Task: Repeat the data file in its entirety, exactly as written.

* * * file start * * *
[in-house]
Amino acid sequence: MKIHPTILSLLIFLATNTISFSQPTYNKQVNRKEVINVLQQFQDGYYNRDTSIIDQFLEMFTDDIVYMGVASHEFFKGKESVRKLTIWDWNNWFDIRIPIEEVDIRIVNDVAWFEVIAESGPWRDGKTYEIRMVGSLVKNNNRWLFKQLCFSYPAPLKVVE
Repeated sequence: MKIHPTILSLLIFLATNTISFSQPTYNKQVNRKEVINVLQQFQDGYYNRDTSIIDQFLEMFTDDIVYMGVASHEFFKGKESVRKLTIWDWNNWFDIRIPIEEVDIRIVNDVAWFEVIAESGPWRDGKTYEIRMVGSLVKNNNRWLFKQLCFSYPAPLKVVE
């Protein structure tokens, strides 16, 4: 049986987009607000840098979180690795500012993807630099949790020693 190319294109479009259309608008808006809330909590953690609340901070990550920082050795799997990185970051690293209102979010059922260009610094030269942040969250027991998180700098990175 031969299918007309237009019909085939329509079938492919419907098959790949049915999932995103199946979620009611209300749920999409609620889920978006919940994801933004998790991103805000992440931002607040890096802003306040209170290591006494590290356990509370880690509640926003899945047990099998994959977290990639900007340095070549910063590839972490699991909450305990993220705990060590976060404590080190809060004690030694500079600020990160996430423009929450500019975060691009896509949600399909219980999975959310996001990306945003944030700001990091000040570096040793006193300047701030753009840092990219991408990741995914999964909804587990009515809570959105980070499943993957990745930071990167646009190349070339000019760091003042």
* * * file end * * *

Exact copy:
[in-house]
Amino acid sequence: MKIHPTILSLLIFLATNTISFSQPTYNKQVNRKEVINVLQQFQDGYYNRDTSIIDQFLEMFTDDIVYMGVASHEFFKGKESVRKLTIWDWNNWFDIRIPIEEVDIRIVNDVAWFEVIAESGPWRDGKTYEIRMVGSLVKNNNRWLFKQLCFSYPAPLKVVE
Repeated sequence: MKIHPTILSLLIFLATNTISFSQPTYNKQVNRKEVINVLQQFQDGYYNRDTSIIDQFLEMFTDDIVYMGVASHEFFKGKESVRKLTIWDWNNWFDIRIPIEEVDIRIVNDVAWFEVIAESGPWRDGKTYEIRMVGSLVKNNNRWLFKQLCFSYPAPLKVVE
């Protein structure tokens, strides 16, 4: 049986987009607000840098979180690795500012993807630099949790020693 190319294109479009259309608008808006809330909590953690609340901070990550920082050795799997990185970051690293209102979010059922260009610094030269942040969250027991998180700098990175 031969299918007309237009019909085939329509079938492919419907098959790949049915999932995103199946979620009611209300749920999409609620889920978006919940994801933004998790991103805000992440931002607040890096802003306040209170290591006494590290356990509370880690509640926003899945047990099998994959977290990639900007340095070549910063590839972490699991909450305990993220705990060590976060404590080190809060004690030694500079600020990160996430423009929450500019975060691009896509949600399909219980999975959310996001990306945003944030700001990091000040570096040793006193300047701030753009840092990219991408990741995914999964909804587990009515809570959105980070499943993957990745930071990167646009190349070339000019760091003042």